According to bank president Christian Sewing, the current crises require flexibility in dealing with government spending.

“It is important that the debt brake is adhered to in the medium term.

A government's attitude of sticking to agreements and fulfilling the goals that have been set is enormously important for the confidence of the market," said the Deutsche Bank boss in his function as President of the Association of German Banks (BdB) in an interview with the Deutsche Presse- Agency.

“In the long term, we will all benefit from the debt brake.

But you also have to keep an eye on the respective situation, and then it can make sense to act a little more flexibly temporarily.” Sewing cited the special fund for defense as an example.

The debt brake, which has been anchored in the Basic Law since 2009, only allows the federal government to make new loans to a limited extent.

In 2020 and 2021, the federal government made use of the exceptional regulation to be able to temporarily suspend this instrument in emergency situations due to the high burden resulting from the corona pandemic.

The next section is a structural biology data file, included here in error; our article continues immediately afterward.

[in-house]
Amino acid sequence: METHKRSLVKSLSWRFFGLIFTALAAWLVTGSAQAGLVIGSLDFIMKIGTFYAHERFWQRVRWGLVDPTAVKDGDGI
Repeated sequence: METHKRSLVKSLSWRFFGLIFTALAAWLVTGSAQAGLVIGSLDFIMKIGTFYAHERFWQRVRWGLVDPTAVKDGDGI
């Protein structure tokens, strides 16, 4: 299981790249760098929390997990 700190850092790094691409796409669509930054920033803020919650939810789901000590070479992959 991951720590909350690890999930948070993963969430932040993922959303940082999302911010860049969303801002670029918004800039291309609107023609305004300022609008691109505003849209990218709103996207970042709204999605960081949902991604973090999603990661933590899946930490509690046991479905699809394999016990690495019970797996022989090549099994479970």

In 2023, Federal Finance Minister Christian Lindner (FDP) wants to comply with the debt brake again.

But in view of the current challenges, there is a dispute in the traffic light coalition.

Above all, the Russian war of aggression in Ukraine is forcing Europe to change course.

"It is important that we learn the right lessons from this war of aggression over the next 12 to 15 months," said Sewing, who has been BdB President since July 1, 2021.

"I can only support the course of the federal government to work resolutely to reduce the dependence on individual countries, especially Russia, as much as possible.

Here, every single company and every single bank is required to minimize dependencies.”

Sewing considers the direct burden of the war on German banks to be manageable.

"After all the mistakes we made around the financial crisis, we have worked enormously over the past ten to twelve years to clean up our balance sheets and strengthen our capital and liquidity position." The credit commitment of German banks to Russian customers or to Subsidiaries of international customers in Russia are at a level that makes him "not nervous".

The German banks are also significantly more resilient to shocks than they were during the 2008/2009 financial crisis.

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